A Woman Does Not Need Special Rights. She Only Needs EQUAL Rights
Volumes have been said and written on this topic, across the globe and closer home in India as well. We have women activists, social workers, videos, movements, awareness campaigns, Women’s Day celebrations and yet women continue to struggle across the country no matter what caste or class they come from.
To understand Women’s Empowerment in a deeper context, it is important to understand the society we live in. We live in a country of extremities. On one side we have people worshiping Goddess in temples, mothers treated as Deities and yet this is the same country where female foetus are aborted, the birth of a son brings more joy than a daughter and women are subjected to dowry, rape, domestic violence and other forms of dominance and abuse.
This extremity is followed by yet another challenge of the urban, rural divide. For women in urban areas, the idea of Women Empowerment is far different from those of their village counter parts.
What is it about women that make society think of them as lesser mortals, inferior, un-equals, someone to be hidden at home, married off young or voyeured for pleasure?.
No matter which India we belong to, the urban elite or the village folk, our women are pigeon-holed and made to follow the Stone Age chalked out path. Many communities in India have what is called a ‘son preference’. People believe that having sons is one way of guaranteeing financial security in old age. In Haryana, this behaviour has gone too far and has led mothers to conduct foetal scans (which are banned) to determine the gender of the unborn babies resulting in abortions if the unborn is a girl. This trend has resulted to more boys than girls leading to a skewed gender ratio. There are many homes in India, where it is believed that a woman’s place is the kitchen and hence there is no need to waste money and time on education. She is ostracized and shamed during her menstrual cycle. Often enough we see women either treated as a sex slave, or house maids. In urban India, women are often condemned for the clothes they wear, the professions they choose or the late hours they come home. If she steps out of the narrow lane that good girls are supposed to follow, we character bash her. Often single females in cities find it difficult to rent out accommodation, due to our stereotyped visioning. In the male-dominated corporate world, few women are able to break the glass ceiling, make a difference and occupy a chair in the board room.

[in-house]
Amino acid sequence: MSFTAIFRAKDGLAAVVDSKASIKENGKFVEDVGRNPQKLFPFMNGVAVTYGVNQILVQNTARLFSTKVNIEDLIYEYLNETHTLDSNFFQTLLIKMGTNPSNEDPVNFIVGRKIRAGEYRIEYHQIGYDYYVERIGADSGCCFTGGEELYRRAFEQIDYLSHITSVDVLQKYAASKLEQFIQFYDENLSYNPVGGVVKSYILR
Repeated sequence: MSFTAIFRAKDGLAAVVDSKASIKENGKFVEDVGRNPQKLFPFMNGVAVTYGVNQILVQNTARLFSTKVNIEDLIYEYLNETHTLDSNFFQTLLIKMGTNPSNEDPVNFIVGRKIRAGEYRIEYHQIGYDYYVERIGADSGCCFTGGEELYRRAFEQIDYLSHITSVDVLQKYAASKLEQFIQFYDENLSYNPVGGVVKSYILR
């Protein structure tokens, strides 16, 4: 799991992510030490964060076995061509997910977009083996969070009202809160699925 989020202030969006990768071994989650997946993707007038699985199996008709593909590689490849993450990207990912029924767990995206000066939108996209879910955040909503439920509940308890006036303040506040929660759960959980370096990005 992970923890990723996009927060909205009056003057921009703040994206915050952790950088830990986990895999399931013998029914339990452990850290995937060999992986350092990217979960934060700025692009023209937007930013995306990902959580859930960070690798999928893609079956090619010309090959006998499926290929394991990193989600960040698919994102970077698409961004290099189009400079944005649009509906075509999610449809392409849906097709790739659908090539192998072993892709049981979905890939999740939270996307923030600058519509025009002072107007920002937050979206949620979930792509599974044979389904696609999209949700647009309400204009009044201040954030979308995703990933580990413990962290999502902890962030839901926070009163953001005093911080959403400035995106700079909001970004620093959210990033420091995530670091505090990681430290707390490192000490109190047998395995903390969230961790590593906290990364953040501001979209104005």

Why is it that we are way behind in celebrating the spirit of a woman? A woman is God’s gift to mankind. She is beautiful and intelligent, strong yet tender. A woman is someone to be revered and treasured, loved and cared for. She should be encouraged to grow, explore life and reach her highest potential. A woman is a daughter, a sister, a friend, a girlfriend, a wife, a daughter in law, a mother, a mother in law, a grandmother. She could be a homemaker or an employee, a boss or a business woman. In professional life, she could be doctor, lawyer, engineer, teacher, nurse, corporate professional, actor, scientist, driver, police, politician, and entrepreneur. At home, she could be the doting mother, the dutiful daughter in law or the beautiful and charming wife. She has the ability to nurture a baby while nurturing a business. She can handle her kids homework while preparing for a board meeting the next day. She can be an affectionate daughter, naughty sister, loving wife, caring mother while being a passionate employee, first generation entrepreneur, and a tough boss. She wakes up early, takes care of the home, travels long hours to work and earn for the family, then come home and once more take care of the needs of her children, husband and in-laws.